Cordoba House and the First Amendment

Is there any reason to oppose the mosque that isn't bigoted, or demagogic, or unconstitutional?

This article is from the archive of our partner .

Muslim American citizens have a constitutional right to build a religious and cultural center anywhere in this country that Christians or Jews may build one. This is so clear and obvious that opponents of the planned Muslim center near Ground Zero usually concede or avoid the point. Then they say that the center should not be built at this location anyway. I guess they mean that these Muslims should give up their right voluntarily--or under duress.

And why do they say this? Well, the two obvious possibilities are bigotry and political opportunism. Maybe they associate this Muslim center with the perpetrators of 9/11. That would be bigotry, since the only real connection is that both are Islamic. Or maybe, in the case of Republican politicians and right-wing commentators, it is simply a matter of taking advantage of a political opportunity that has fallen into their laps.

Both of these reasons are fairly unattractive. Is there any reason to oppose the mosque that isn't bigoted, or demagogic, or unconstitutional? None that I've heard or read.

Republican Rep. Peter King said on CNN yesterday that "the issue is not that there's a legal right to build the mosque, but that those involved should listen to public opinion, which is strongly opposed to the project." But the whole point of the First Amendment is that the freedoms it guarantees are not constrained by public opinion. You don't need a Bill of Rights to protect people's right to do or say things that are popular. The First Amendment would be of limited value if every exercise of freedom that wins its protection immediately faces the second hurdle of a popularity contest.

Some people say that tact or respect for the survivors of victims of 9/11 should dissuade these Muslims from building their center on this particular spot. This argument avoids both the constitutional question and the issue of bigotry. It says your concern is protecting the feelings of people whose feelings deserve protection, whatever those feelings might be--even if those feelings, in some other person or some other situation, might seem bigoted.

In First Amendment jurisprudence, there is a concept known as the "heckler's veto." Is it OK for the government to silence a speaker whose speech so offends some listeners that they may turn violent? The answer is generally "no." Except in true emergencies, the government's duty is to protect the speaker, not to silence him. The parallel is not exact, of course--no 9/11 families (that I know of) have threatened violence--but the principle is similar: opponents of someone's First Amendment rights should not get a veto over their exercise.

Presumably the 9/11 families don't speak in unison. Some of them, of course, are Muslims. Others may be liberals or even card-carrying ACLU members. (This was New York after all.) Some may actually like the idea of a Muslim center radiating ecumenical vibes right near Ground Zero. Is there any reason that the wishes of these victims should be trumped by the wishes of other victims?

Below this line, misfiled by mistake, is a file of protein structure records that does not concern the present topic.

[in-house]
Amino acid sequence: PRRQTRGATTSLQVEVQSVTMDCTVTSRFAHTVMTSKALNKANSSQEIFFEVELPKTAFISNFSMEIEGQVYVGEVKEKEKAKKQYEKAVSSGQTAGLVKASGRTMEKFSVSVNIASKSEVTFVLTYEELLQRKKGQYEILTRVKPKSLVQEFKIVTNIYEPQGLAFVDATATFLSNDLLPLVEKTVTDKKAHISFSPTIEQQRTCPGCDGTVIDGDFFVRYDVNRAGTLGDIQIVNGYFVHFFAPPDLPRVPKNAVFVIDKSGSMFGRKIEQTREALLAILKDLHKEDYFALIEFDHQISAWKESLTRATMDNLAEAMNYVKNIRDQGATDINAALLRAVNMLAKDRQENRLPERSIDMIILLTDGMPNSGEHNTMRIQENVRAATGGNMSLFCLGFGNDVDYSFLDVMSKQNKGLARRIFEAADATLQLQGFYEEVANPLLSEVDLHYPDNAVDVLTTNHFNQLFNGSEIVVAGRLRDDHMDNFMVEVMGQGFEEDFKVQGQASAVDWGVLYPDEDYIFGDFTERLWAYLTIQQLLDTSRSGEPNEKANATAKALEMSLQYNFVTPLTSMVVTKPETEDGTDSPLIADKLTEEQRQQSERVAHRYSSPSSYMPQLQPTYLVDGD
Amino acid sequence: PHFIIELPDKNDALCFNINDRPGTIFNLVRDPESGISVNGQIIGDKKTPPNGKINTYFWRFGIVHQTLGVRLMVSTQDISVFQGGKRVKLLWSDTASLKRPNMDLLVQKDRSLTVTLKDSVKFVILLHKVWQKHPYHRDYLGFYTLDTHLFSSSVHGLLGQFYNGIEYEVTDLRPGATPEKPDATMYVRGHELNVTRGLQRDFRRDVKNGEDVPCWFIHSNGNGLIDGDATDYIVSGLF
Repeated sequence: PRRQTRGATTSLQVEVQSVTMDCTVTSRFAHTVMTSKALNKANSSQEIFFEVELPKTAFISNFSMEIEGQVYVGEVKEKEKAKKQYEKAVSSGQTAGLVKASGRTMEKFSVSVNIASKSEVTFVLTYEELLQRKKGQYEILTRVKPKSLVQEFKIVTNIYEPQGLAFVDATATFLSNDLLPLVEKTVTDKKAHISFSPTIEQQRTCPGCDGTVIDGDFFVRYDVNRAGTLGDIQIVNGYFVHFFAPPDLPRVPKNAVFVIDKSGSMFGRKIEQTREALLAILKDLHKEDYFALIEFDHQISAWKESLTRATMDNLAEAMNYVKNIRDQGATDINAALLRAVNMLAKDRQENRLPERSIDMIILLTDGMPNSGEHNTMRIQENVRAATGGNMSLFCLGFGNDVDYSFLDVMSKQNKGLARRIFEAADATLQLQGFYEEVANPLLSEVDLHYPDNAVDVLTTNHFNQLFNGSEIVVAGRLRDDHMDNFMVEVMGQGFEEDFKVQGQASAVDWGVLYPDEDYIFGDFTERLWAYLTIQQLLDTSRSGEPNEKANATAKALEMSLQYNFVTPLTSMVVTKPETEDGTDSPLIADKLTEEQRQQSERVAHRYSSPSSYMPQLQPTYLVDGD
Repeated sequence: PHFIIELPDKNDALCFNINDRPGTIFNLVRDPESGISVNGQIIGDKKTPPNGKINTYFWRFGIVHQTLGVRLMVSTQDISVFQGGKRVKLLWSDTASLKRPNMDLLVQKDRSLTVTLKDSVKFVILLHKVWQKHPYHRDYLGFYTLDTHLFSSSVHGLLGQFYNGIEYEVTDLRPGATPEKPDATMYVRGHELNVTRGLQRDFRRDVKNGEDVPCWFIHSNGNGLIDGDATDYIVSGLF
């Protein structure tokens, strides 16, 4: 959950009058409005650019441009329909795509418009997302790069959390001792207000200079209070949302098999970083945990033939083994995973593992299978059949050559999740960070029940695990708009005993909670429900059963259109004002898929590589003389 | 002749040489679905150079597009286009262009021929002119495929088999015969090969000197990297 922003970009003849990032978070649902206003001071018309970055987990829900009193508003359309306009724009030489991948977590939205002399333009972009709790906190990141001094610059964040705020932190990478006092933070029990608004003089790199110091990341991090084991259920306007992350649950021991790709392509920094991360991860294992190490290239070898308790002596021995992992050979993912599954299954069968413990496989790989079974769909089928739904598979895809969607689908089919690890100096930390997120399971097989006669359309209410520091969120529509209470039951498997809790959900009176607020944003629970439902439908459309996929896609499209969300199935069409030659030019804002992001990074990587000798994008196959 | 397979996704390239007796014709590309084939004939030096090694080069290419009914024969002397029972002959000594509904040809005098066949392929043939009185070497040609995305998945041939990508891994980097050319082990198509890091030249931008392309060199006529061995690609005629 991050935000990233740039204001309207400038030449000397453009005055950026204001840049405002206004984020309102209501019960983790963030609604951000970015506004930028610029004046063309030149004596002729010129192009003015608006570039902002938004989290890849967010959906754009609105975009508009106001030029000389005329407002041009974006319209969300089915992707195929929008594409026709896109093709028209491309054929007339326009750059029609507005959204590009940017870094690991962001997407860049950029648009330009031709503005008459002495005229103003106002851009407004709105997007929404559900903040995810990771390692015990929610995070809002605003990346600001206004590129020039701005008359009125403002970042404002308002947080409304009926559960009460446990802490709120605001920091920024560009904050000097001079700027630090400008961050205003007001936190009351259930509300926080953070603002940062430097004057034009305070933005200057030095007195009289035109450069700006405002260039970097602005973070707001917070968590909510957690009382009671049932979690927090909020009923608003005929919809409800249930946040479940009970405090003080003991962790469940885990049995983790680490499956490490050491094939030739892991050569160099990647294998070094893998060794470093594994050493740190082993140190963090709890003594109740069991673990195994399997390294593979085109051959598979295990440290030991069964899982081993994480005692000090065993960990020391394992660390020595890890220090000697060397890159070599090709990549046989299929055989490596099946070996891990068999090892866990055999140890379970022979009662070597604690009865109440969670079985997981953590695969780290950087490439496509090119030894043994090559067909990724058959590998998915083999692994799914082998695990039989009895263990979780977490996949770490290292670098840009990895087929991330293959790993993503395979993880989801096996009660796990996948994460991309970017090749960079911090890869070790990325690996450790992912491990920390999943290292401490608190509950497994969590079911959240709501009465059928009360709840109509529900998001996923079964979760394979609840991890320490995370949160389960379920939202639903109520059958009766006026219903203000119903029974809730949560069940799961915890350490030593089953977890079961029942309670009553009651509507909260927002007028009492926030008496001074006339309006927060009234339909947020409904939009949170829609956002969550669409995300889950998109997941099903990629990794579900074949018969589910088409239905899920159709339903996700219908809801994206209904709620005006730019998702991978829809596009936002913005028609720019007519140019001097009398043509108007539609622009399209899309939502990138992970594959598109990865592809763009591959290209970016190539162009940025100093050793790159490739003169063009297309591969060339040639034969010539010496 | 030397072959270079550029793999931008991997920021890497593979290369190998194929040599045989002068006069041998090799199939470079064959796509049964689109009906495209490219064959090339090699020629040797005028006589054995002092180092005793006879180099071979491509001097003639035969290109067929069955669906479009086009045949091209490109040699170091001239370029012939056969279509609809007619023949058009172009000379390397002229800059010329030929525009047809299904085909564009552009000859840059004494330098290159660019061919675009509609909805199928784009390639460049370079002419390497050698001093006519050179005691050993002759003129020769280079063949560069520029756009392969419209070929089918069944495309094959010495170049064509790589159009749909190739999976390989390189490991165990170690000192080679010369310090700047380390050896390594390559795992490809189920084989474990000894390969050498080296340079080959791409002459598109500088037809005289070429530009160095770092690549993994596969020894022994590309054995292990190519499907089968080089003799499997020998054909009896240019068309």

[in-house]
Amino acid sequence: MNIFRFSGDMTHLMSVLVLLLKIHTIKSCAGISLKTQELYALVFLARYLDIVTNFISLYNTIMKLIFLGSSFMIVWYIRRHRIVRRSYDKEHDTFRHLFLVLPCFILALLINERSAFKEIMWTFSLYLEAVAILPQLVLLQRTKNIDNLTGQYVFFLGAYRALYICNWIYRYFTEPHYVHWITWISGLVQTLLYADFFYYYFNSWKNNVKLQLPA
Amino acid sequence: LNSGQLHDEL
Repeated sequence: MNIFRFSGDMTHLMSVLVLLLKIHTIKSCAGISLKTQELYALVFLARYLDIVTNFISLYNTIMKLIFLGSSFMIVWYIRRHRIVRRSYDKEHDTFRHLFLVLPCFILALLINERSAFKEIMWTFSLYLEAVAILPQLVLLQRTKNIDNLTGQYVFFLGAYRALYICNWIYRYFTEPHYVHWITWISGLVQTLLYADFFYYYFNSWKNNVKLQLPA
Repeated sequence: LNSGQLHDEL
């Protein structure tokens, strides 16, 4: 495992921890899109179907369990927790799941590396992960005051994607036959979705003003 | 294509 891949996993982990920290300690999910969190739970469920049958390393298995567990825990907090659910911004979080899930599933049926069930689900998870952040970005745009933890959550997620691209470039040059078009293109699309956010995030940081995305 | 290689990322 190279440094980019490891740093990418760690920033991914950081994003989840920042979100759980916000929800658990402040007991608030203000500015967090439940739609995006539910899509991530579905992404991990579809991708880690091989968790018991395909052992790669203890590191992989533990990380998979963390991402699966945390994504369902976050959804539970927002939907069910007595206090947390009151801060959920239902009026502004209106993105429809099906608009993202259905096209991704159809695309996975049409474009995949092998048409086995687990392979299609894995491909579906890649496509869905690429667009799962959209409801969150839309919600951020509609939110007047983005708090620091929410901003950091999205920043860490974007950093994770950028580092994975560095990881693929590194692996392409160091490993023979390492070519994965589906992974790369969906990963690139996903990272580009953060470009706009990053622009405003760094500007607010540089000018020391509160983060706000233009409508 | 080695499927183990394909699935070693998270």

Then there is the more ethereal notion that Ground Zero is sacred ground. This raises the question: how would a mosque nearby desecrate this ground? Would a church or synagogue on this spot be considered a sacrilege? Hard to imagine. So what is different about a mosque?

Opponents of the mosque have their own analogies. What about a theme park near the Civil War battlefield at Manassas? What about a Japanese cultural center at Pearl Harbor? What about a convent full of nuns praying at Auschwitz (a project Pope John Paul II shut down). I confess that I never did understand what was wrong with nuns devoting their lives to praying at the site of a Nazi death camp. As for the other what-abouts: the difference is that our constitution does not guarantee freedom of theme parks, or freedom of national (as opposed to religious) cultural centers. It guarantees freedom of religion, which (to make the banal but necessary point) is one of the major disagreements we have with Osama bin Laden.

I usually find that the best way to test my position on some controversy is to put it in a cage with a Charles Krauthammer column on the same issue and see if my reasoning survives. But Charles's column on Friday about the mosque controversy (from which I took the above examples) didn't put up much of a fight. Even if this mosque has no connection with terrorism today, Charles writes, "Who is to say that the mosque won't one day hire an Anwar al-Aulaqi--spiritual mentor to the Fort Hood shooter and the Christmas Day bomber"? Right, and who is to say that the Fifth Avenue Synagogue won't hire Bernie Madoff as its next cantor? Or that the Pope won't appoint some child molester as Archbishop of Boston? Obviously, freedom of religion can't be contingent on such what-ifs.

(To be fair, Charles was toying with an aside in New York Mayor Michael Bloomberg's strong pro-mosque statement. Bloomburg said that the mosque builders should show "special sensitivity" due to its location. How does Krauthammer get from here to a terrorist Imam taking over the mosque? Find out for yourself. And no doubt you're wondering what Andrew Sullivan makes of it all.)

You would think, from the fuss, that this Muslim center was planned for right on top of Ground Zero. In fact, it will be two and a half blocks away. How much farther away does it have to be in order to avoid the stain of sacrilege by association? Will five blocks do? A mile? Should it have to be in a different borough of the city? Can't opponents see how incredibly insulting and hurtful this controversy must be to Muslims in America and everywhere else?

This article is from the archive of our partner The Wire.